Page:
situations.
-\end{description}
+\end{ttdescription}

\subsection{The automatic tactics}
@@ -299,7 +307,7 @@
Both of these tactics work by applying {\tt step_tac} repeatedly.  Their
effect is restricted (by {\tt SELECT_GOAL}) to one subgoal; they either
solve this subgoal or fail.
-\begin{description}
+\begin{ttdescription}
\item[\ttindexbold{fast_tac} $cs$ $i$] applies {\tt step_tac} using
depth-first search, to solve subgoal~$i$.

@@ -307,7 +315,7 @@
best-first search, to solve subgoal~$i$.  A heuristic function ---
typically, the total size of the proof state --- guides the search.  This
function is supplied when the classical reasoner is set up.
-\end{description}
+\end{ttdescription}

\subsection{Other useful tactics}
@@ -320,7 +328,7 @@
swap_res_tac : thm list -> int -> tactic
\end{ttbox}
These can be used in the body of a specialized search.
-\begin{description}
+\begin{ttdescription}
\item[\ttindexbold{contr_tac} {\it i}] solves subgoal~$i$ by detecting a
contradiction among two assumptions of the form $P$ and~$\neg P$, or fail.
It may instantiate unknowns.  The tactic can produce multiple outcomes,
@@ -341,23 +349,23 @@
rules.  First, it attempts to solve the goal using \ttindex{assume_tac} or
{\tt contr_tac}.  It then attempts to apply each rule in turn, attempting
resolution and also elim-resolution with the swapped form.
-\end{description}
+\end{ttdescription}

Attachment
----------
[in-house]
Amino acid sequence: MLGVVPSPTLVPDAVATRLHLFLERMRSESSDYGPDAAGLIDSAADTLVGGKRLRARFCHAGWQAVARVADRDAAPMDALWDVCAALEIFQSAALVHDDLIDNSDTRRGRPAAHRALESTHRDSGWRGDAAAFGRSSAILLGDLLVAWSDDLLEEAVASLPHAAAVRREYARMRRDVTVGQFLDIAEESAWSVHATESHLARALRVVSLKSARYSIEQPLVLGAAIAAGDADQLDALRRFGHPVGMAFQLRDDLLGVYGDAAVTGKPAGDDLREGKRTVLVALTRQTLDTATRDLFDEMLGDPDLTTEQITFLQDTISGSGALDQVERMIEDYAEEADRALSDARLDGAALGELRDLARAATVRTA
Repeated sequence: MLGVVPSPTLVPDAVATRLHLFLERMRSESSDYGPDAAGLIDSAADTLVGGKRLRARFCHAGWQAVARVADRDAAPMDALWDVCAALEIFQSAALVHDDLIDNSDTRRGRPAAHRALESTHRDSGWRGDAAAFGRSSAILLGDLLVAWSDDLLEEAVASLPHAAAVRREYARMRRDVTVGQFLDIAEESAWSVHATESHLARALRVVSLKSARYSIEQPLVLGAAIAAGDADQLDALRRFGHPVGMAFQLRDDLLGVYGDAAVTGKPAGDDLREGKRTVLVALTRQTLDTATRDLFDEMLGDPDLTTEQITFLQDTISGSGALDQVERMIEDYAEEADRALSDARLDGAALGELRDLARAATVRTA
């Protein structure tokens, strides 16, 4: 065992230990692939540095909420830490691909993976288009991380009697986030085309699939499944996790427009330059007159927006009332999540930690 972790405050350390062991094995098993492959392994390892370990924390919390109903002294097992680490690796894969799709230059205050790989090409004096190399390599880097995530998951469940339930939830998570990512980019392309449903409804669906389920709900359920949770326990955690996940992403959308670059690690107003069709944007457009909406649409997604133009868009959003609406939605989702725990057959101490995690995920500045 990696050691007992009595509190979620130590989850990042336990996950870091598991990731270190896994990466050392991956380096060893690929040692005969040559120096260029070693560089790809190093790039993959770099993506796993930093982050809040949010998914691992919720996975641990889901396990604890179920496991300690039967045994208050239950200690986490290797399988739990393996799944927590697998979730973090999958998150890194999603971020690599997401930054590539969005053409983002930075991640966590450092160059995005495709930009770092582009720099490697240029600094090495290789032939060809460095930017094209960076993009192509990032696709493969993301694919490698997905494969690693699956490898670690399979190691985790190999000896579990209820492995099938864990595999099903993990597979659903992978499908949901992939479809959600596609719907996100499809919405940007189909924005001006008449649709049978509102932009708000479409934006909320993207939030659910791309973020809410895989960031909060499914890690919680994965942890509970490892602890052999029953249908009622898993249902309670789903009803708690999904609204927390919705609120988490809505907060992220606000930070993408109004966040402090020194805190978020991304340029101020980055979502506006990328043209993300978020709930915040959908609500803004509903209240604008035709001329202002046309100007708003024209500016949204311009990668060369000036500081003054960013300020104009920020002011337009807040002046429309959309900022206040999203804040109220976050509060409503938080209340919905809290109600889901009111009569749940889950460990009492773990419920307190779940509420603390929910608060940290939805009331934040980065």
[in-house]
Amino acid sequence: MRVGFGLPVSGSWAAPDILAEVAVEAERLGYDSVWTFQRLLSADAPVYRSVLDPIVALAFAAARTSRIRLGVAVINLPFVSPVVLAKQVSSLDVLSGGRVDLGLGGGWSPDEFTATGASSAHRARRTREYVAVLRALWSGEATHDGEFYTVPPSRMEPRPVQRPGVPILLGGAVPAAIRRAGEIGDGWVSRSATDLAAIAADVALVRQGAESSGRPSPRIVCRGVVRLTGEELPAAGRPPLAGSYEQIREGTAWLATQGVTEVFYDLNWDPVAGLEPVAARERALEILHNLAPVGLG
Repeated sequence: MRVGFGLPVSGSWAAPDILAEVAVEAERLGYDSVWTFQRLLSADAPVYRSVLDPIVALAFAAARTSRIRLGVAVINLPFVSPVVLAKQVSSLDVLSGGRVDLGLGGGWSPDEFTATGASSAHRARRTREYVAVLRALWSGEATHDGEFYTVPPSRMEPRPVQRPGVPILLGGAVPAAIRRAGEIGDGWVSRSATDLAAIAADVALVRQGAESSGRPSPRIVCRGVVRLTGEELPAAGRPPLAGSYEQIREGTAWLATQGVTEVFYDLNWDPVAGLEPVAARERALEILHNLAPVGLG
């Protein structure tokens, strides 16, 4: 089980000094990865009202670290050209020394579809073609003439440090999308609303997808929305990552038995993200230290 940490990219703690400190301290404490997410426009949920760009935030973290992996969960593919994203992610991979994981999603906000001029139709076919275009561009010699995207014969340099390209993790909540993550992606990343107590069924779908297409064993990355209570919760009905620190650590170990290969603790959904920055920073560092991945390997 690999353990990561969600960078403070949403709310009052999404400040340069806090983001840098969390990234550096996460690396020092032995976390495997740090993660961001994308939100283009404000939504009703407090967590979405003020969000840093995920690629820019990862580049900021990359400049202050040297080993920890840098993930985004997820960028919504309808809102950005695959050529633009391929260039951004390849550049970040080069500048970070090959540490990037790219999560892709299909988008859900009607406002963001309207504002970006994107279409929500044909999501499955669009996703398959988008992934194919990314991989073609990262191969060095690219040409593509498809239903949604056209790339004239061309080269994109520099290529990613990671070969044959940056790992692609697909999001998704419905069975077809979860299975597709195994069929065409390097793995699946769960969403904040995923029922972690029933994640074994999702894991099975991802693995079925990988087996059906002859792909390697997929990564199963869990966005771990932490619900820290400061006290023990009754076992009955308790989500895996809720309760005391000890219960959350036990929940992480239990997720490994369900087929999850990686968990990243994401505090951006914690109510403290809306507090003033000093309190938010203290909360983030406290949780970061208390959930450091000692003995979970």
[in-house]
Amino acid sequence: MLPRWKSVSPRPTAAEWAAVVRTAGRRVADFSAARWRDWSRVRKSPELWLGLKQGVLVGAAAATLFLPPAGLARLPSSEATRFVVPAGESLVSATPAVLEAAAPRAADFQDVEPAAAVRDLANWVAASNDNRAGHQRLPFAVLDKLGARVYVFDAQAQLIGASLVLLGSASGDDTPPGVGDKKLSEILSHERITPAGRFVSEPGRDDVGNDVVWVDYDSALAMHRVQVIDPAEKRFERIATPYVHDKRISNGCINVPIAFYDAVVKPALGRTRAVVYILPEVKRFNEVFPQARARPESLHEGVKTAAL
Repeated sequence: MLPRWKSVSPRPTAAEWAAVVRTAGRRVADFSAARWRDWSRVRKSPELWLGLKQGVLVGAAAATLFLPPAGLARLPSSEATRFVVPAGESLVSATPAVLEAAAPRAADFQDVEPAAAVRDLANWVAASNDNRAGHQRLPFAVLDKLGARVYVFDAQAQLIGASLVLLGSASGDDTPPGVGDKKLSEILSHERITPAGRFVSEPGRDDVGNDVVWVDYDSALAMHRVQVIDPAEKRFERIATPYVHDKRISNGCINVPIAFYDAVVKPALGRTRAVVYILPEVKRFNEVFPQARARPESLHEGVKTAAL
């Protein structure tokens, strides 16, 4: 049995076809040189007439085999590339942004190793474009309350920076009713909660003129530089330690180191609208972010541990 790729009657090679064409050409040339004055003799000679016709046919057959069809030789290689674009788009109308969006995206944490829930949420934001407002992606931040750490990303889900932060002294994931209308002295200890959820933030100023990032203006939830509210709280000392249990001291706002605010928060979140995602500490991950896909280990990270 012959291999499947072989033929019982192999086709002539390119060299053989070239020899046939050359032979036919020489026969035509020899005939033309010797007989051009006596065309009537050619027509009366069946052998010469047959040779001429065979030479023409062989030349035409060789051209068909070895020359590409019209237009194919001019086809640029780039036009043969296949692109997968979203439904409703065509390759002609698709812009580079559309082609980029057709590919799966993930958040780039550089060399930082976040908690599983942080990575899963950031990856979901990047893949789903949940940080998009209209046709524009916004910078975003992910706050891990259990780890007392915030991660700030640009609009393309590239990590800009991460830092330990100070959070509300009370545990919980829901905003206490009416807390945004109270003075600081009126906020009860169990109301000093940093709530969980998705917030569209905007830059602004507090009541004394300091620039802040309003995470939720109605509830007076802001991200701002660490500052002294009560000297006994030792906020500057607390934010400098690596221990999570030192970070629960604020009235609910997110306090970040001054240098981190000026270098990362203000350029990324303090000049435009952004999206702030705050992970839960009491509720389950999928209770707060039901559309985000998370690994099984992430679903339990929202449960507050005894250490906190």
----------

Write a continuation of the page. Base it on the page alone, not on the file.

\subsection{Creating swapped rules}
\begin{ttbox}
swapify   : thm list -> thm list
joinrules : thm list * thm list -> (bool * thm) list
\end{ttbox}
-\begin{description}
+\begin{ttdescription}
\item[\ttindexbold{swapify} {\it thms}] returns a list consisting of the
swapped versions of~{\it thms}, regarded as introduction rules.

-\item[\ttindexbold{joinrules} \tt({\it intrs}, {\it elims})]
+\item[\ttindexbold{joinrules} ({\it intrs}, {\it elims})]
joins introduction rules, their swapped versions, and elimination rules for
use with \ttindex{biresolve_tac}.  Each rule is paired with~{\tt false}
(indicating ordinary resolution) or~{\tt true} (indicating
elim-resolution).
-\end{description}
+\end{ttdescription}

\section{Setting up the classical reasoner}
@@ -378,7 +386,7 @@
end;
\end{ttbox}
Thus, the functor requires the following items:
-\begin{description}
+\begin{ttdescription}
\item[\ttindexbold{mp}] should be the Modus Ponens rule
$\List{\Var{P}\imp\Var{Q};\; \Var{P}} \Imp \Var{Q}$.

@@ -399,7 +407,7 @@
the hypotheses, typically created by \ttindex{HypsubstFun} (see
Chapter~\ref{substitution}).  This list can, of course, be empty.  The
tactics are assumed to be safe!
-\end{description}
+\end{ttdescription}
The functor is not at all sensitive to the formalization of the
object-logic.  It does not even examine the rules, but merely applies them
according to its fixed strategy.  The functor resides in {\tt